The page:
Leelanau News and Events

Your Chance To Own an Iconic Leelanau Resort

By Emily Tyra | June 25, 2020

Two classic Leelanau lodges are for sale right now: the Jolli-Lodge on Lake Michigan, which is experiencing a flurry of interest after a $1.3 million price drop, and the Whaleback Inn on Lake Leelanau, on the public market for the first time in 28 years. It’s not a lukewarm economy or lack of bookings that prompted the timing of these rare real estate opportunities; in fact quite the contrary.

Drew Warner, who owns the Whaleback Inn in Leland with his wife Nichole Warner, tells the Leelanau Ticker, “We are on track to beat June 2019, in terms of revenue and occupancy, despite COVID-19. We are seeing spur-of-the-moment bookings and people keeping plans made eight months ago. People have gained more confidence with regional travel and a drivable destination is most desirable, from what I can see.”

Lisa Psenka at the Jolli-Lodge echoes Warner’s sentiment.

“We have had the busiest June in our history,” says Psenka, who operates the 1920s-era Jolli-Lodge with her husband Greg Jolliffe, who grew up on the property and ran it alongside his parents for decades. “We opened just one week later than we had intended, to so much pent up travel energy, that we are 100 percent booked. Everything cracked open at once.”

So why sell?

Jolli-Lodge listing agent Elizabeth Hunter, of Coldwell Banker Schmidt in Traverse City, says the choice to sell the property at 29 North Manitou Trail has not been an easy one for the Jolliffes. “It’s been in the family since 1956, where generations have grown up. There is an attachment that is undeniable. Although it has been on the market several times, and at a much higher price point, there were many occasions when they considered taking it off the market. The thought of letting it go was difficult to imagine.”

She adds that the recent decision to reduce the price was made because “new adventures await the family, and the time finally feels right for someone else to enjoy this place as they have.”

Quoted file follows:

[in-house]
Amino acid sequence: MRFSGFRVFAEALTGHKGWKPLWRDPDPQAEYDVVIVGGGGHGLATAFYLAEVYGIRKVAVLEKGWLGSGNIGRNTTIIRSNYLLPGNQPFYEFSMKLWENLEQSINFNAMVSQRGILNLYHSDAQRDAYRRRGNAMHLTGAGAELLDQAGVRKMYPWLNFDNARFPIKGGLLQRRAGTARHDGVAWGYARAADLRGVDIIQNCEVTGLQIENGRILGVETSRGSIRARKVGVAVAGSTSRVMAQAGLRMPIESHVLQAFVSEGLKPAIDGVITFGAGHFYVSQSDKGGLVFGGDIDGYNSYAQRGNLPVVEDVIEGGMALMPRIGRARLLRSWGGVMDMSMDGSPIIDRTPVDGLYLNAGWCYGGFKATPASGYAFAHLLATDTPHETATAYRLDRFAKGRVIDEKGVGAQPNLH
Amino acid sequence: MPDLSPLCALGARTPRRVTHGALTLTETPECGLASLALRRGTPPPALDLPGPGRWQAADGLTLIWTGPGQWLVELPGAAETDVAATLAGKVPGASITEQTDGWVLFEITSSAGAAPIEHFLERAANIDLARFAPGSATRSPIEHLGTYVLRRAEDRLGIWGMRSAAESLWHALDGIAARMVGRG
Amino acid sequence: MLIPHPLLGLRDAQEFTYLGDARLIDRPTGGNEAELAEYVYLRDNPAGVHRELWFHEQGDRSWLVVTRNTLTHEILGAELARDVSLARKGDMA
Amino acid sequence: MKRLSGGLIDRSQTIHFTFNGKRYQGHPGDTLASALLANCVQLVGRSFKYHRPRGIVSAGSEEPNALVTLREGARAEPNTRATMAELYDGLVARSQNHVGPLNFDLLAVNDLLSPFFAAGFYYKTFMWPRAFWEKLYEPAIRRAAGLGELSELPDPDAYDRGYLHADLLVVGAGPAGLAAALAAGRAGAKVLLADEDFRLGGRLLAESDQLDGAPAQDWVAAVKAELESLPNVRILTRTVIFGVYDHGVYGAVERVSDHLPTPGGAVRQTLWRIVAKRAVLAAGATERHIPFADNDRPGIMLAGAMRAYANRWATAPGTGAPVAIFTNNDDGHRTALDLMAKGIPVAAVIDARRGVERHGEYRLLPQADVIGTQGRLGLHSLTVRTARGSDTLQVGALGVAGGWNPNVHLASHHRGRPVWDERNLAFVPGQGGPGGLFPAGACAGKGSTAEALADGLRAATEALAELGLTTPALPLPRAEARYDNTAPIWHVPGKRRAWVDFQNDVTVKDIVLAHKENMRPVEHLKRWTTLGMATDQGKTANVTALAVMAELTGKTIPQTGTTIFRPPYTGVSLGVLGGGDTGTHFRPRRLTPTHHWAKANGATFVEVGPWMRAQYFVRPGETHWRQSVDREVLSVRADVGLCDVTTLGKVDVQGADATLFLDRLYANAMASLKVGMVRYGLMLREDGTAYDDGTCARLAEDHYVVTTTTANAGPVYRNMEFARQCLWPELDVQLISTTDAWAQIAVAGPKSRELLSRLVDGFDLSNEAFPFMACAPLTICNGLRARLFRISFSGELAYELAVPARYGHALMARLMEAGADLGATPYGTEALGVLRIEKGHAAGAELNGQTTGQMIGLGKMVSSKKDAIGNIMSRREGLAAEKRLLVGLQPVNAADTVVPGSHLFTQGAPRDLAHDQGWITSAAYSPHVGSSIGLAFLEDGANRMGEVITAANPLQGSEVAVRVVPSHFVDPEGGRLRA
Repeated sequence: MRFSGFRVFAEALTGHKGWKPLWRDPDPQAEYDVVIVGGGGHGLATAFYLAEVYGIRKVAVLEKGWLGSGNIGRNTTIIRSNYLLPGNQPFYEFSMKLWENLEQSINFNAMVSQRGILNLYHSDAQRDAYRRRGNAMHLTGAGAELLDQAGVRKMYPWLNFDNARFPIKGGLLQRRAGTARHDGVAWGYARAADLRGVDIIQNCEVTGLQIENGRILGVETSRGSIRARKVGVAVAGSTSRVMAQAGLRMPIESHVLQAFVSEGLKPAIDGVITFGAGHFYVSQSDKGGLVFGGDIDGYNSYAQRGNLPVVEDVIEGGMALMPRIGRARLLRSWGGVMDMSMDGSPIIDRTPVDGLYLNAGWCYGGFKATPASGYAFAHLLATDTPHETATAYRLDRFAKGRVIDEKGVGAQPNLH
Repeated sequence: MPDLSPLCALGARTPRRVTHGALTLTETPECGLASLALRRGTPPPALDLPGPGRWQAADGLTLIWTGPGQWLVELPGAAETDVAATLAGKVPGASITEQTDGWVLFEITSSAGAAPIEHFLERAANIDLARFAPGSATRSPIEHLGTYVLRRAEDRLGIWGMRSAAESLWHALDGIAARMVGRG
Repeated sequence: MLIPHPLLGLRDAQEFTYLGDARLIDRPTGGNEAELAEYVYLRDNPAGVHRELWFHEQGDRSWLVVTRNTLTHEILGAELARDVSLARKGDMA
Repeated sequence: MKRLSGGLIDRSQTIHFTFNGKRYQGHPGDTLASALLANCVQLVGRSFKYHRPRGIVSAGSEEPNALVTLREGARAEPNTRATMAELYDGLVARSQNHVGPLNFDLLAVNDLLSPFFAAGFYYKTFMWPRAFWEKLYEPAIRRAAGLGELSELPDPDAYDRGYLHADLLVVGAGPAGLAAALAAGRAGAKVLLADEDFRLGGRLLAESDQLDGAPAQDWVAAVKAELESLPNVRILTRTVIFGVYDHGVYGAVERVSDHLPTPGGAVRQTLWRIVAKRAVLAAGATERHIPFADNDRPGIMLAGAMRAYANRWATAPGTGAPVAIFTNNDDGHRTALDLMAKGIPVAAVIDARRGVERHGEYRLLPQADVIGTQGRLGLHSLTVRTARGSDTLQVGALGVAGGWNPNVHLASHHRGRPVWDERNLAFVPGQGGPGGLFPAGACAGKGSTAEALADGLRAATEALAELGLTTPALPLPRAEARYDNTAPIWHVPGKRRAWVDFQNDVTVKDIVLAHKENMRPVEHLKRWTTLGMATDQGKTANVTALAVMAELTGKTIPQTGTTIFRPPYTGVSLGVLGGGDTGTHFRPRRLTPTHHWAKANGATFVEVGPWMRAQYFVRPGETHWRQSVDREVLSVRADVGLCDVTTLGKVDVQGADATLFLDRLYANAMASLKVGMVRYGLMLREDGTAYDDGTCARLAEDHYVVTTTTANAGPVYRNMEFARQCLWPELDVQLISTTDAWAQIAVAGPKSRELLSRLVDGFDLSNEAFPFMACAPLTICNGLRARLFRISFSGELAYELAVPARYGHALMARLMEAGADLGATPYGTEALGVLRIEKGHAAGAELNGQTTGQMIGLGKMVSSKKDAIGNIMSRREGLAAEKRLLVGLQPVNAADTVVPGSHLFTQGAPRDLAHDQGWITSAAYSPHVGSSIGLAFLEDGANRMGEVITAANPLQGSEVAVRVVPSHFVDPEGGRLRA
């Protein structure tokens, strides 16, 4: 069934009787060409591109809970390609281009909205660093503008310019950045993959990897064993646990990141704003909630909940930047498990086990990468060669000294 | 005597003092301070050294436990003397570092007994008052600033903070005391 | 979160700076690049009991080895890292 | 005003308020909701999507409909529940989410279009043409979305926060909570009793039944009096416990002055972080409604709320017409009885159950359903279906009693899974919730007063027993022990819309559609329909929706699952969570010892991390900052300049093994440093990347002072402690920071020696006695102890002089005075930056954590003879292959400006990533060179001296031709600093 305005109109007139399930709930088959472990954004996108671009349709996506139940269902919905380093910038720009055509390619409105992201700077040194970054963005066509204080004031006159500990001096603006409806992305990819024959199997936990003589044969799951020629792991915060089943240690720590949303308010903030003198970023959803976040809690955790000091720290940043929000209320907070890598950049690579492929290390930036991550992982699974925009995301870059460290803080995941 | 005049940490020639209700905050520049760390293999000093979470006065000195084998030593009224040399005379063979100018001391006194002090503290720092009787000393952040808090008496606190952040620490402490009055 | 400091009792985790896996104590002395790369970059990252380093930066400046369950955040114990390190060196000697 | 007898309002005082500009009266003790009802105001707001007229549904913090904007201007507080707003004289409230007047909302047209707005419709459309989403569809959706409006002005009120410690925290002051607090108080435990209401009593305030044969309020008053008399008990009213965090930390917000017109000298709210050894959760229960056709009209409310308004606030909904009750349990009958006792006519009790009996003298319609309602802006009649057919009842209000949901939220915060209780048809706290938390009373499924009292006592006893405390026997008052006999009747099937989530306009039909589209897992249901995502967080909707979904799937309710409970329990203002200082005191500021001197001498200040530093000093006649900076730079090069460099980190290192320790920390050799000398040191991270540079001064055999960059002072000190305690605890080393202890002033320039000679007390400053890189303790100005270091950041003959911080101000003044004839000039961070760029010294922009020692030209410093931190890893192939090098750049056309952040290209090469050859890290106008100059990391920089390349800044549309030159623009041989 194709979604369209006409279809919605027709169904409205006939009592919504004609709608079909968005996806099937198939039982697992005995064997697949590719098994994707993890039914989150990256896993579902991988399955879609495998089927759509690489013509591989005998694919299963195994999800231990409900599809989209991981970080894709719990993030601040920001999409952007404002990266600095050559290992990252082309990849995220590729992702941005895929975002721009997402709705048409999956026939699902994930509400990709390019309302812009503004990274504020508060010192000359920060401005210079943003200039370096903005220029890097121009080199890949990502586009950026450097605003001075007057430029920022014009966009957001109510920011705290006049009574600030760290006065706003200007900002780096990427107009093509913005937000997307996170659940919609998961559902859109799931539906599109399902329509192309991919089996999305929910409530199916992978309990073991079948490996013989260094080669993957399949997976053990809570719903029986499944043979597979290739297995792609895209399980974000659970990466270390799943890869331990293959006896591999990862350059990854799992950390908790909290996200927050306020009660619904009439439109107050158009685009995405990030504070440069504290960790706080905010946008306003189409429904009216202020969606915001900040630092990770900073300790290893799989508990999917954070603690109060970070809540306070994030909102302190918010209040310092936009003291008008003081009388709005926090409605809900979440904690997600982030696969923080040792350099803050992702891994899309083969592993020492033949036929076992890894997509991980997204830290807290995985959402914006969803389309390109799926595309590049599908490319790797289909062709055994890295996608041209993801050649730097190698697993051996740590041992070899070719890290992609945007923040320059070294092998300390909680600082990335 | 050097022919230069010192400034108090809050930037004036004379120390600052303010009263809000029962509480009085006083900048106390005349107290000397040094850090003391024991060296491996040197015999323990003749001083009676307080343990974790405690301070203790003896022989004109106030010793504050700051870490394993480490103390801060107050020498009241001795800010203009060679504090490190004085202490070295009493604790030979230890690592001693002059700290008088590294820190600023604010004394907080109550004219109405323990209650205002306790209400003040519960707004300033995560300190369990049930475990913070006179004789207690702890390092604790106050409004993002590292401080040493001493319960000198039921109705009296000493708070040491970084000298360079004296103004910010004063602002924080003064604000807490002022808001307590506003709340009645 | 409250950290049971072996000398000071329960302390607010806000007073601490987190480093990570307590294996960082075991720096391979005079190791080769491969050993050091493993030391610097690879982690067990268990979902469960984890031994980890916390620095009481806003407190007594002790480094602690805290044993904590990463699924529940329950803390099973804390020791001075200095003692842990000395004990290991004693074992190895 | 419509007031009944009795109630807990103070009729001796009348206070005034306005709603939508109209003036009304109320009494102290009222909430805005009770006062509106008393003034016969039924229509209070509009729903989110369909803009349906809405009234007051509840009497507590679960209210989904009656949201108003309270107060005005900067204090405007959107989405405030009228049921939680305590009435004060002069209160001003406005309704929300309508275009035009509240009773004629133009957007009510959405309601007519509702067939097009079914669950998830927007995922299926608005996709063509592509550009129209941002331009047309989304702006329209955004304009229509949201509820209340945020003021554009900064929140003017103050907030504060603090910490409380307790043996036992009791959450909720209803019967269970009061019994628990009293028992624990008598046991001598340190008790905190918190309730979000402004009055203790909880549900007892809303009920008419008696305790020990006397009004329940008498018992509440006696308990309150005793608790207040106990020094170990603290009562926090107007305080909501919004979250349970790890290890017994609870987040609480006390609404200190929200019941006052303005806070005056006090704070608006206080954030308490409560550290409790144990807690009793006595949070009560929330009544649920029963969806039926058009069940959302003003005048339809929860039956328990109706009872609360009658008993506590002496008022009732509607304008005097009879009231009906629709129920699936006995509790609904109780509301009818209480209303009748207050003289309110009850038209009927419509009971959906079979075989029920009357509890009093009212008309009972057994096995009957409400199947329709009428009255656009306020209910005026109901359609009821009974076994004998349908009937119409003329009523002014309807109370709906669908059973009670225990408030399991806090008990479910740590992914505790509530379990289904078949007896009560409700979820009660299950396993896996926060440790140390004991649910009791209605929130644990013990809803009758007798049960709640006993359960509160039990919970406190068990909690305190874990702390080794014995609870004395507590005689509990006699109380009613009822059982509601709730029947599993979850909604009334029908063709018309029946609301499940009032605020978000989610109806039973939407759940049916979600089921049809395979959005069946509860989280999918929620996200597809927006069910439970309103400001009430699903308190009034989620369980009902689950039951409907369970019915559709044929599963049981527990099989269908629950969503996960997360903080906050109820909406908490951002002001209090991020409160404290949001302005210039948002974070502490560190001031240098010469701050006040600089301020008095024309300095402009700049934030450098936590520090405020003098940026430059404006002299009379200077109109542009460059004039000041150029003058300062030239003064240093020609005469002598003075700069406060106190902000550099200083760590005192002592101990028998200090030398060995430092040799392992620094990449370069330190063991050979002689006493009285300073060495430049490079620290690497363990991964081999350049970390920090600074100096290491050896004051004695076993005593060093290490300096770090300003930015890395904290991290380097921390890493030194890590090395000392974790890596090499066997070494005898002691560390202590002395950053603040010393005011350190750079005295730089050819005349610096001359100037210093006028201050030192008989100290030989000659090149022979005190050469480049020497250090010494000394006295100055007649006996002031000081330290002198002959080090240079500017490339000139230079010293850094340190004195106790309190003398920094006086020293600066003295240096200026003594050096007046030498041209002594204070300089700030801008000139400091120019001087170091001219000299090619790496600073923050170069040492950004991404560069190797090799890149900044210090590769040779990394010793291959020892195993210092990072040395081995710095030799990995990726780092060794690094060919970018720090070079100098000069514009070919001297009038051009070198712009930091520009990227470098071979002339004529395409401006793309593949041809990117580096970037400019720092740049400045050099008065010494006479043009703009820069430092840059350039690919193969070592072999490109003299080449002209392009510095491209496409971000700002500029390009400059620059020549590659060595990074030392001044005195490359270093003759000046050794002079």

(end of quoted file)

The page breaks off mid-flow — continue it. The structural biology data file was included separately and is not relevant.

Psenka says the fact that the property’s price has danced from $10.2 million (when it was first listed summer of 2015) to now $5.7 million is due in part to the fact that there is “nothing to compare it to.”

“It is so unusual to find a piece of lakefront property of this size in Leelanau County — 705 feet of beach frontage on Good Harbor Bay,” adds Hunter. “The privacy is unlike most properties on the water where your neighbor is not only visible, but within earshot.”

The 16-acre Jolli-Lodge parcel comes with a main house and lodge perched on the edge of Lake Michigan, with 7 additional cottages, a tennis court, a large barn — and a rich history. Ruth Jolliffe, Greg’s 93-year-old mother, worked and lived on the property until recently. She arrived at the resort in the mid 1950s when she and her husband Keith Jolliffe began running it alongside his parents. Psenka says Ruth used to serve three meals a day at the lodge and do all the laundry on-site.

Author Jim Harrison famously rented Room 1 in the main lodge, where he stayed until he had completed Legends of the Fall.

Says Psenka, “People compare the buildings and the property to [the film] Dirty Dancing. It has a really nostalgic, vintage quality that pulls on people’s heartstrings.”

“It’s been really lovely,” she says of the relief and happiness guests have voiced upon arriving to the cottages they have rented the same week every year, in some cases for over five decades. “I took a video the other day of kids on the paddle boats, other kids running on beach and parents having a cocktail up on the hill. Those 20 seconds felt so sweet and so normal. The Jolli-Lodge has somehow stayed the same through this.”

Psenka says even with a sale, they will honor this season’s reservations. There is hope for the Jolliffes (and their longtime guests) that it will live on as a lodge.

“We originally anticipated that many buyers would be interested in purchasing for personal use,” says Hunter.  “Much to our surprise the interested buyers have been almost exclusively interested in continuing to operate it as a lodge, which the guests are thrilled about.”